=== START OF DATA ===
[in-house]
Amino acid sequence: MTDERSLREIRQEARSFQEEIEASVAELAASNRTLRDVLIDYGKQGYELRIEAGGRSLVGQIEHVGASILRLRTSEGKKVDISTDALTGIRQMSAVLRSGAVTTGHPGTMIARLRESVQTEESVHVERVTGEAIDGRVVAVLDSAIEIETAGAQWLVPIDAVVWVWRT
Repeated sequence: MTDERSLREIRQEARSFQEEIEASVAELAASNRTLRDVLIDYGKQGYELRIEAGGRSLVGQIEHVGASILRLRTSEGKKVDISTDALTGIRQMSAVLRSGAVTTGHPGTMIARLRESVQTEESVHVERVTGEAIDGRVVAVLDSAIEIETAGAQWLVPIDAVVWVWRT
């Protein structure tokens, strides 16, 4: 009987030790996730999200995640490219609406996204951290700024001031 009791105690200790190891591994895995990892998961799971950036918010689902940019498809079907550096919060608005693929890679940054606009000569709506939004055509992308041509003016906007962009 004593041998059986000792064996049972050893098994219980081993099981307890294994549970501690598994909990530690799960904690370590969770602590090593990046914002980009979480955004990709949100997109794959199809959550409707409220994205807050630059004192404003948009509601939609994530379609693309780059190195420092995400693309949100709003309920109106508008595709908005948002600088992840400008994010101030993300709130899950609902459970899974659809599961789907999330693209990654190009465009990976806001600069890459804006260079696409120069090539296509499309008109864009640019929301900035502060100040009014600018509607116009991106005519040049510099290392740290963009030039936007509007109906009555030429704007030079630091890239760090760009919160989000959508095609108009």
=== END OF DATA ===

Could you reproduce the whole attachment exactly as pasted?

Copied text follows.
[in-house]
Amino acid sequence: MTDERSLREIRQEARSFQEEIEASVAELAASNRTLRDVLIDYGKQGYELRIEAGGRSLVGQIEHVGASILRLRTSEGKKVDISTDALTGIRQMSAVLRSGAVTTGHPGTMIARLRESVQTEESVHVERVTGEAIDGRVVAVLDSAIEIETAGAQWLVPIDAVVWVWRT
Repeated sequence: MTDERSLREIRQEARSFQEEIEASVAELAASNRTLRDVLIDYGKQGYELRIEAGGRSLVGQIEHVGASILRLRTSEGKKVDISTDALTGIRQMSAVLRSGAVTTGHPGTMIARLRESVQTEESVHVERVTGEAIDGRVVAVLDSAIEIETAGAQWLVPIDAVVWVWRT
């Protein structure tokens, strides 16, 4: 009987030790996730999200995640490219609406996204951290700024001031 009791105690200790190891591994895995990892998961799971950036918010689902940019498809079907550096919060608005693929890679940054606009000569709506939004055509992308041509003016906007962009 004593041998059986000792064996049972050893098994219980081993099981307890294994549970501690598994909990530690799960904690370590969770602590090593990046914002980009979480955004990709949100997109794959199809959550409707409220994205807050630059004192404003948009509601939609994530379609693309780059190195420092995400693309949100709003309920109106508008595709908005948002600088992840400008994010101030993300709130899950609902459970899974659809599961789907999330693209990654190009465009990976806001600069890459804006260079696409120069090539296509499309008109864009640019929301900035502060100040009014600018509607116009991106005519040049510099290392740290963009030039936007509007109906009555030429704007030079630091890239760090760009919160989000959508095609108009």